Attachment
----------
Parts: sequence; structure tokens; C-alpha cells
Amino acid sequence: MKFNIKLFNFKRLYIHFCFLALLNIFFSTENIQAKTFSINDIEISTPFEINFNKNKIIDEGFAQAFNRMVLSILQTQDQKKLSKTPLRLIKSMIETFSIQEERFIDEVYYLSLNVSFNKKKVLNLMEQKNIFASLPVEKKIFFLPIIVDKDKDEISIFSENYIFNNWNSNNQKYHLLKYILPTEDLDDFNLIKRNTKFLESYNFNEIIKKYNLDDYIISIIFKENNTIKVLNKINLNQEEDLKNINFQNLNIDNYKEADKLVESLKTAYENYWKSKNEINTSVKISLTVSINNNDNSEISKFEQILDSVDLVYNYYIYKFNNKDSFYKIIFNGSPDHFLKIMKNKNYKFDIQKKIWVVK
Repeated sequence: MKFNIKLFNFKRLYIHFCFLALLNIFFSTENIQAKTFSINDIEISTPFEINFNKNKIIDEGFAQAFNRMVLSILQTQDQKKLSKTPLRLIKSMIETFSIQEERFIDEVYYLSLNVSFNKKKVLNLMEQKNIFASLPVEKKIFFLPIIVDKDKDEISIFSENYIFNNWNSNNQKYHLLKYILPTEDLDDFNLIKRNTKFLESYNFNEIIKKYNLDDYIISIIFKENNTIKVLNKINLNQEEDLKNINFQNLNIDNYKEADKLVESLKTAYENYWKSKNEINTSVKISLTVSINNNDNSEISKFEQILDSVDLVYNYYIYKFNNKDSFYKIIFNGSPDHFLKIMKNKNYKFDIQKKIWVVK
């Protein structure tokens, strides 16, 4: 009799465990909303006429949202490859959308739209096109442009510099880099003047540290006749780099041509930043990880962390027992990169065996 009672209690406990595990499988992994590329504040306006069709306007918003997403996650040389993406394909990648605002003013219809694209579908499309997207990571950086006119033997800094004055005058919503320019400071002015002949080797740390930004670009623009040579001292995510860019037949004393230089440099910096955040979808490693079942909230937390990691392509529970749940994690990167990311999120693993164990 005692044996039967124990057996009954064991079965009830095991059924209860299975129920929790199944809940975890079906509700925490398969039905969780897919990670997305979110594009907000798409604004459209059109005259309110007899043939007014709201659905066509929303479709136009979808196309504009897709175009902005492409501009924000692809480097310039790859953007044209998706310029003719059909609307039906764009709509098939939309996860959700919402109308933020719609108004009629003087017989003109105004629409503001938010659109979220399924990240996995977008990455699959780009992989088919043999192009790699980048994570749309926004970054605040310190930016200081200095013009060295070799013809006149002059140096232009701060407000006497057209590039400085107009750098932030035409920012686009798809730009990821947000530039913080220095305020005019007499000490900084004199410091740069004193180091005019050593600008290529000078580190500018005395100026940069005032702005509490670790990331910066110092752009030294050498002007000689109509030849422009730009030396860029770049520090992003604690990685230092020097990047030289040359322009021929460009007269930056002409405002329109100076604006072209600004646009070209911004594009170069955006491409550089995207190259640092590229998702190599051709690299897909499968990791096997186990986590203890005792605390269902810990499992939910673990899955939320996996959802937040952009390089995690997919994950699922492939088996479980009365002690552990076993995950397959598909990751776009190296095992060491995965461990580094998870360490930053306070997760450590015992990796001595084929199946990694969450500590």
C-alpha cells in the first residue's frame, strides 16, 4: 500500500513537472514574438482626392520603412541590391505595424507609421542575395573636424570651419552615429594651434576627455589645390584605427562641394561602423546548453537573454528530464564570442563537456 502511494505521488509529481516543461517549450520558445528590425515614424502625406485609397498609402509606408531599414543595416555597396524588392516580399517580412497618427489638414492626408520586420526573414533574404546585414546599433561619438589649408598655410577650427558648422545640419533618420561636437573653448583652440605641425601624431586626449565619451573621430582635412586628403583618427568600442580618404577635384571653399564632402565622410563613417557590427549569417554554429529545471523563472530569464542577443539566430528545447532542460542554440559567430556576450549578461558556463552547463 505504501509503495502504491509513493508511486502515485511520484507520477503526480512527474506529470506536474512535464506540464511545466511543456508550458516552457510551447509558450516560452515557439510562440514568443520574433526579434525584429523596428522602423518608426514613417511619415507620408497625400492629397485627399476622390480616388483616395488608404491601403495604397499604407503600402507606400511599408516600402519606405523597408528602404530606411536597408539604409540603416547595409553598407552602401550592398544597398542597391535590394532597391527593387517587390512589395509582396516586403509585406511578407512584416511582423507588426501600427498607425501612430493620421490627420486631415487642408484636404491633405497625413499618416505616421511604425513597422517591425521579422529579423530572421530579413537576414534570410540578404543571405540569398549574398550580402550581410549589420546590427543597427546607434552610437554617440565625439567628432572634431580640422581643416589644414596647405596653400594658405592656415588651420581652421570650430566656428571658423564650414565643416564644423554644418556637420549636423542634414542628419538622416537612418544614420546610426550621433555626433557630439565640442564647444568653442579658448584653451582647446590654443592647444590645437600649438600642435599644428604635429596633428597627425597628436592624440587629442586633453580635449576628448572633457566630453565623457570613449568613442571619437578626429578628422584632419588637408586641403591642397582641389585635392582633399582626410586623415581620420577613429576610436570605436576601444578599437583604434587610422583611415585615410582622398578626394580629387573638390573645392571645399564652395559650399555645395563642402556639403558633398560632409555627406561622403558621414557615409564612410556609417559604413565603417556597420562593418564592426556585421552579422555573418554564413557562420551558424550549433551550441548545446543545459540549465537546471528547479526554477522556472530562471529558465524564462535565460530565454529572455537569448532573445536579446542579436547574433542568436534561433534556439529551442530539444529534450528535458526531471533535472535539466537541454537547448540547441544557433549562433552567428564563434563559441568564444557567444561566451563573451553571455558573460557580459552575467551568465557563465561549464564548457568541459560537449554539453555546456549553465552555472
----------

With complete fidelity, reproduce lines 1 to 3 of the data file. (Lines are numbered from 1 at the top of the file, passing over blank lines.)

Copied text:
Parts: sequence; structure tokens; C-alpha cells
Amino acid sequence: MKFNIKLFNFKRLYIHFCFLALLNIFFSTENIQAKTFSINDIEISTPFEINFNKNKIIDEGFAQAFNRMVLSILQTQDQKKLSKTPLRLIKSMIETFSIQEERFIDEVYYLSLNVSFNKKKVLNLMEQKNIFASLPVEKKIFFLPIIVDKDKDEISIFSENYIFNNWNSNNQKYHLLKYILPTEDLDDFNLIKRNTKFLESYNFNEIIKKYNLDDYIISIIFKENNTIKVLNKINLNQEEDLKNINFQNLNIDNYKEADKLVESLKTAYENYWKSKNEINTSVKISLTVSINNNDNSEISKFEQILDSVDLVYNYYIYKFNNKDSFYKIIFNGSPDHFLKIMKNKNYKFDIQKKIWVVK
Repeated sequence: MKFNIKLFNFKRLYIHFCFLALLNIFFSTENIQAKTFSINDIEISTPFEINFNKNKIIDEGFAQAFNRMVLSILQTQDQKKLSKTPLRLIKSMIETFSIQEERFIDEVYYLSLNVSFNKKKVLNLMEQKNIFASLPVEKKIFFLPIIVDKDKDEISIFSENYIFNNWNSNNQKYHLLKYILPTEDLDDFNLIKRNTKFLESYNFNEIIKKYNLDDYIISIIFKENNTIKVLNKINLNQEEDLKNINFQNLNIDNYKEADKLVESLKTAYENYWKSKNEINTSVKISLTVSINNNDNSEISKFEQILDSVDLVYNYYIYKFNNKDSFYKIIFNGSPDHFLKIMKNKNYKFDIQKKIWVVK